Emily Sper is a talented author, illustrator, and publisher. Her picture book ALL ABOUT JEWISH TIME (Jump Press, 2021) introduces young readers to the Jewish holidays and other concepts related to the Hebrew calendar. The graphic, colorful and visual illustrations are a delightful accompaniment to the informational text. I enjoyed connecting with Emily and learning all about her process from writing to publication.
What was your inspiration for creating (and re-creating) ALL ABOUT JEWISH TIME? Can you share a bit about your process?
I’ve been interested in how different cultures count time since graduate school (Media Ecology, which should really be called Communication and Culture), when I wrote a paper about the connection between the seven planets visible in ancient Mesopotamia, including the sun and the moon, to the 24-hour day, and later to the creation story. At one point, I considered making a book about how the days of the week got their names. Maybe I still will.
How cool is it that the sun, moon and stars send us messages? I love knowing it’s a new month when I see the first sliver of the waxing moon. I wish I knew what I know now when I was a kid. It seems to me that in order to understand the Jewish year, you have to understand how the Hebrew calendar works, which can be confusing, especially for those of us outside Israel. I began with the four seasons, but some years Rosh Hashanah falls in what is officially autumn, other years in summer. I got myself confused thinking Hanukkah was in winter, yet it’s the 25th of Kislev, which is considered autumn. If I’m confused, that doesn’t bode well for five-year-olds!
After The Kids’ Fun Book of Jewish Time was published, teachers thanked me. Somehow I’d condensed the year’s kindergarten curriculum into 24 fun pages. And because Islam also follows the lunar calendar, I heard my book was being used by Muslim families.
I feel bad when people want copies of my books that aren’t in print anymore. Initially, I thought it would be easy to take away the wheels, pull-tabs, and flaps, and have a new book, but that wasn’t the case. It took four months of solid work to finish what became All About Jewish Time. There were times I wasn’t sure I’d ever be done with the book, but eventually the content fell into place.
You pack a lot of information into a picture book format! What is your vision for the way readers approach the book? Do you see it as a read-aloud? A reference book?
I see All About Jewish Time as a book for inquisitive kids to be read with an adult. It’s not a story to be read from cover to cover but can be picked up at the appropriate time to help a child understand what’s going on. The information in all of my books is for all ages, packaged for children. Kids are like sponges and there’s no reason why a kid can’t learn the basics at a young age. The more they know, the more meaningful the Jewish year will be, even if they never set foot in a synagogue.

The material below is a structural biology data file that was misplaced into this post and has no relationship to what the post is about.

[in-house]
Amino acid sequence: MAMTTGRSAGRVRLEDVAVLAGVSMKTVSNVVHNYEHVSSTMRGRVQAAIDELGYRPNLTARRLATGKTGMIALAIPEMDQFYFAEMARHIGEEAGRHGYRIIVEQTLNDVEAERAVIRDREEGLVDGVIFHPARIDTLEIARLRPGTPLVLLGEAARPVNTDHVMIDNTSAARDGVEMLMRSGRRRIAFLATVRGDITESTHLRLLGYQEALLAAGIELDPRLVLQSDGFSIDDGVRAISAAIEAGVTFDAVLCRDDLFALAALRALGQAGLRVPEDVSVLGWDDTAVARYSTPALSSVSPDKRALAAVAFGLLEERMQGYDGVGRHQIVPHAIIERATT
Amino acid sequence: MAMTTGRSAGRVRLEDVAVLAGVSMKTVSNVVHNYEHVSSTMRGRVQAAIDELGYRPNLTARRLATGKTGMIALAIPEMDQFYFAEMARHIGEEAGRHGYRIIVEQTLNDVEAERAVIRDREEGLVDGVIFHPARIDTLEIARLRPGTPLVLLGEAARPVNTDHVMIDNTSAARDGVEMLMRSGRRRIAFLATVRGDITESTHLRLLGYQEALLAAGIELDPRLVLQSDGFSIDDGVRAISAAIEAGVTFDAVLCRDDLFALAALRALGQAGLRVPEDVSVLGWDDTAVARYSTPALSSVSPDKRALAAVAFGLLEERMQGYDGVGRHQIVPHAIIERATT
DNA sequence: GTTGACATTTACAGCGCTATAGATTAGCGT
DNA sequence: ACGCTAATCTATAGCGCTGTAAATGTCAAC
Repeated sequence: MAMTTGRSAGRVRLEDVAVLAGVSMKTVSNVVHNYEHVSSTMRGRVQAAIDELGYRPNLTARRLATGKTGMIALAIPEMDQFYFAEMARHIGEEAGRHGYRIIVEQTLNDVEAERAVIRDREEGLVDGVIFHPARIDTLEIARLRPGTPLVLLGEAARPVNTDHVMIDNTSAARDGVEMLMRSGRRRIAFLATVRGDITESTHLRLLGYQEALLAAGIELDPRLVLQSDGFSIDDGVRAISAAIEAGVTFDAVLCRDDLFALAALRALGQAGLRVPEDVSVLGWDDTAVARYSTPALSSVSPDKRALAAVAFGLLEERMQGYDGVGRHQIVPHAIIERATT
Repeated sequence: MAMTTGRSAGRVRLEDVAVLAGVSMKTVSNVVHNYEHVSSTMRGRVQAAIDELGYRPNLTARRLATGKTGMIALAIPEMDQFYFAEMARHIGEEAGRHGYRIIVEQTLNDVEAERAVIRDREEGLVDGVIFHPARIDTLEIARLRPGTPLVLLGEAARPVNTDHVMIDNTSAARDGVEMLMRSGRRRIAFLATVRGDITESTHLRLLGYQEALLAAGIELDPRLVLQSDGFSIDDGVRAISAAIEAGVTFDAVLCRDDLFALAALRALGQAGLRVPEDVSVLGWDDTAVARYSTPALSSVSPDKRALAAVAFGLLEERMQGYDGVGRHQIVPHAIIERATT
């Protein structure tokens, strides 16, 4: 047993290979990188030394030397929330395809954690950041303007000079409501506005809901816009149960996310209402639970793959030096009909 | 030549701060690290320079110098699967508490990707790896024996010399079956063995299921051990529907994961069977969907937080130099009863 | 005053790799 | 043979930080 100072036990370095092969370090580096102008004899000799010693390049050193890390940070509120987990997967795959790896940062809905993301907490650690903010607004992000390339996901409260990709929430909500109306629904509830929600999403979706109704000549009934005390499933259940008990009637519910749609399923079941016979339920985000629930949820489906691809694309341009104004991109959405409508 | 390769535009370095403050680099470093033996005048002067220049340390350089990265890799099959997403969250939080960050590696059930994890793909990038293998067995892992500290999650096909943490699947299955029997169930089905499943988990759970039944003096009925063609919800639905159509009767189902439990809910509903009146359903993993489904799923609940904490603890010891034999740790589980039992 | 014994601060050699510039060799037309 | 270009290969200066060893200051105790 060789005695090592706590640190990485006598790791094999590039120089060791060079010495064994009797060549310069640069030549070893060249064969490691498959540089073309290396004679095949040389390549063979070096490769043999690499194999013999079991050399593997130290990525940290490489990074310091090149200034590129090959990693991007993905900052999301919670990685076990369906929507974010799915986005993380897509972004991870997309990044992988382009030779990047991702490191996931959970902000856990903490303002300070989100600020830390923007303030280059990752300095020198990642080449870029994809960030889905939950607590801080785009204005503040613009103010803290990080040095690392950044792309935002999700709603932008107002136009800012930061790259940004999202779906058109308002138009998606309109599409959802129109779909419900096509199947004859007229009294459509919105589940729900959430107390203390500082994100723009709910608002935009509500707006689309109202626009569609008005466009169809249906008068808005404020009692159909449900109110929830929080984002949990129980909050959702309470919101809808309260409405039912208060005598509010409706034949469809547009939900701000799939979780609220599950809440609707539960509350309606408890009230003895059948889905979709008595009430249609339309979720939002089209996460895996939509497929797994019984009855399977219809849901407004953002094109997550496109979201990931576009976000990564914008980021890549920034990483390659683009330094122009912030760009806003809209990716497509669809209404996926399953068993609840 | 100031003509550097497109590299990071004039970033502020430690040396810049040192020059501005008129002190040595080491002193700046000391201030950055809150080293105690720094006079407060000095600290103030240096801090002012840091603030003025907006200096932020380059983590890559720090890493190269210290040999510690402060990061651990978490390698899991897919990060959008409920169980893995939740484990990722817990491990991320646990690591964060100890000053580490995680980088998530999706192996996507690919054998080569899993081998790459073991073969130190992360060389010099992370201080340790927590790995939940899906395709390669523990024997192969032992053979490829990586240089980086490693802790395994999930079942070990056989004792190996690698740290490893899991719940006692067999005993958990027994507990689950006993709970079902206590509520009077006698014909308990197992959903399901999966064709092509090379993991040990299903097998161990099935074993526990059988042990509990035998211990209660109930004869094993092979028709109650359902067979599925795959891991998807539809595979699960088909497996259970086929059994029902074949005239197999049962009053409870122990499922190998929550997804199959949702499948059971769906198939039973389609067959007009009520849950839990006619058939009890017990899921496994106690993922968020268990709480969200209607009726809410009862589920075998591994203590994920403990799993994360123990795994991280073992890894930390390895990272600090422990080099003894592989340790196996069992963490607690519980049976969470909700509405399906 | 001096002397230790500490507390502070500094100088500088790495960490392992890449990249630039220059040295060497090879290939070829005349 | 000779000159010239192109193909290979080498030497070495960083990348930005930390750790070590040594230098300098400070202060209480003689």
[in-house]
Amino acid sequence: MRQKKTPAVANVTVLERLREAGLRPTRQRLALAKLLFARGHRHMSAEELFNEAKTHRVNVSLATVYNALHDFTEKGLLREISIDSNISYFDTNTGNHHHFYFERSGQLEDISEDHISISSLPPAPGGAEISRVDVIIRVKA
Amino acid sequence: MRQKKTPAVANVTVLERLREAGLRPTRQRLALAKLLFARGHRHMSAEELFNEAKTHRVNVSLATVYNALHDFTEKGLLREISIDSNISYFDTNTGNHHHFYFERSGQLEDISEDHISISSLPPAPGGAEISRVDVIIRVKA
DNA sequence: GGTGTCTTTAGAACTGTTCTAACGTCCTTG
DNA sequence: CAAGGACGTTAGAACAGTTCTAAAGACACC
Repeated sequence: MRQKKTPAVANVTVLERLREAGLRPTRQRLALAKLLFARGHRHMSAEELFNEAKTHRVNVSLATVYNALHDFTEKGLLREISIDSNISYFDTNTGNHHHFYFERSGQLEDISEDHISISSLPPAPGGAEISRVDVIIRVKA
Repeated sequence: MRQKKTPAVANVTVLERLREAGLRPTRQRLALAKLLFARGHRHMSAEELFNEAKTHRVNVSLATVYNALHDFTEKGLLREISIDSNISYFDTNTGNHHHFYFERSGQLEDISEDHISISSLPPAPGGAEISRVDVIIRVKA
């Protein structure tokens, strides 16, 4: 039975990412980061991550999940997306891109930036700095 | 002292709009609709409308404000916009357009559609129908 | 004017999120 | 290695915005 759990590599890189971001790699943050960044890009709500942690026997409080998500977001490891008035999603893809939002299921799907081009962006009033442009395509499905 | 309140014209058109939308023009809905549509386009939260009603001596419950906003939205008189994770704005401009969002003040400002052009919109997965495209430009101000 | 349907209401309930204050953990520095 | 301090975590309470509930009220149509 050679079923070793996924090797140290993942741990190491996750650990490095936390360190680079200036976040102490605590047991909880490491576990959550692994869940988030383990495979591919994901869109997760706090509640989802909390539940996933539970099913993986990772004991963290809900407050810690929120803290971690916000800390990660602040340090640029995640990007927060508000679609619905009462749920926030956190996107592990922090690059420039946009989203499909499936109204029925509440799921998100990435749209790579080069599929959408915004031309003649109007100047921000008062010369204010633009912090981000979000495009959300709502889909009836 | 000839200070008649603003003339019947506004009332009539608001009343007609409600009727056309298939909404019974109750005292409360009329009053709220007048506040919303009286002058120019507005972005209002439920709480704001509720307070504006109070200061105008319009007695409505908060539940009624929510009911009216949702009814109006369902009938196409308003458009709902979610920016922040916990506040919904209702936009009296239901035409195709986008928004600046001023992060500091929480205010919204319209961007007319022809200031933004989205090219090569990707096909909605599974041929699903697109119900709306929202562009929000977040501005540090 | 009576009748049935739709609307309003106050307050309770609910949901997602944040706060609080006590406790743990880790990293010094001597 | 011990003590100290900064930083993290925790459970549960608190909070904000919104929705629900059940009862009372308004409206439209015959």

The illustrations are bold and graphic and support the text beautifully. How were the illustrations created?
I draw on the computer using Adobe Illustrator. Sometimes I’ll sketch on paper first or use photos for reference. As both an artist and author who designed children’s books for Dutton, Grosset & Dunlap, and Scholastic, I’m able to work on everything simultaneously. I used illustrations from The Kids’ Fun Book of Jewish Time and my Jewish Holidays Go Fish Card Game but needed to create some new artwork as the book got longer.
Can you tell me about your journey with Jump Press?
In 2015, I was trying to get What On Earth Can We Do? published. My editor at Scholastic told me environmental books don’t sell. At the same time, a member of my synagogue asked our online group to recommend children’s books that would help her kids understand environmental issues, recycling, and such. When I saw there was a need for my book, I went ahead and published it under the imprint Jump Press. I was also shopping around for a publisher for a color-concept board book, so I had two books to publish. The rep at Baker & Taylor’s distribution arm knew my Scholastic books (Hanukkah: A Counting Book in English, Hebrew, and Yiddish and The Passover Seder) and took Jump Press on. I intended to build up a line of books by other author-illustrators, but haven’t found a way to make that happen financially. We just got the rights back for 52 Flower Mandalas (Diversion Books), an adult coloring book I co-authored, and Jump Press is about to publish a revised edition with a new format and cover. I’m also working on an activity book edition of The Passover Seder and a few other new projects.
Thank you, Emily!
Emily Sper is an author, illustrator, graphic designer, and photographer. Besides creating books for kids, Emily has also designed Jewish card games. Among other places, she’s lived in Tel Aviv where she worked in a design studio for three years. Originally from Croton-on-Hudson, NY, Emily now lives in Boston. She is a graduate of Rhode Island School of Design and New York University. When she’s not creating anything, you’ll probably find her playing table tennis.